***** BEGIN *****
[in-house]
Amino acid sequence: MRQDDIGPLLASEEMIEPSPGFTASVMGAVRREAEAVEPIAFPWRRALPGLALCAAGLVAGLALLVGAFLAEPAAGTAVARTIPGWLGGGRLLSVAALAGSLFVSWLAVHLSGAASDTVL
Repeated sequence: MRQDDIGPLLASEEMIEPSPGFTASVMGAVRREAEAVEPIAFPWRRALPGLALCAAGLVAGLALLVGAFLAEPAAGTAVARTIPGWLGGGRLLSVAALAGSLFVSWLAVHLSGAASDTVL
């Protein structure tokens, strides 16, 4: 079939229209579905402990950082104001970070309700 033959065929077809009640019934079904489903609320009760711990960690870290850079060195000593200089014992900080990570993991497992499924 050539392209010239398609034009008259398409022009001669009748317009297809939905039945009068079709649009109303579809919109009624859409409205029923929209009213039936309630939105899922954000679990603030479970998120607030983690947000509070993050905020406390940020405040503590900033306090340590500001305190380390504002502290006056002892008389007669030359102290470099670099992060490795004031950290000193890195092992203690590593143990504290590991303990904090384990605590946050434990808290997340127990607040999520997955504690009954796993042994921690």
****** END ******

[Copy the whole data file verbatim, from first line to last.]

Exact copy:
[in-house]
Amino acid sequence: MRQDDIGPLLASEEMIEPSPGFTASVMGAVRREAEAVEPIAFPWRRALPGLALCAAGLVAGLALLVGAFLAEPAAGTAVARTIPGWLGGGRLLSVAALAGSLFVSWLAVHLSGAASDTVL
Repeated sequence: MRQDDIGPLLASEEMIEPSPGFTASVMGAVRREAEAVEPIAFPWRRALPGLALCAAGLVAGLALLVGAFLAEPAAGTAVARTIPGWLGGGRLLSVAALAGSLFVSWLAVHLSGAASDTVL
């Protein structure tokens, strides 16, 4: 079939229209579905402990950082104001970070309700 033959065929077809009640019934079904489903609320009760711990960690870290850079060195000593200089014992900080990570993991497992499924 050539392209010239398609034009008259398409022009001669009748317009297809939905039945009068079709649009109303579809919109009624859409409205029923929209009213039936309630939105899922954000679990603030479970998120607030983690947000509070993050905020406390940020405040503590900033306090340590500001305190380390504002502290006056002892008389007669030359102290470099670099992060490795004031950290000193890195092992203690590593143990504290590991303990904090384990605590946050434990808290997340127990607040999520997955504690009954796993042994921690």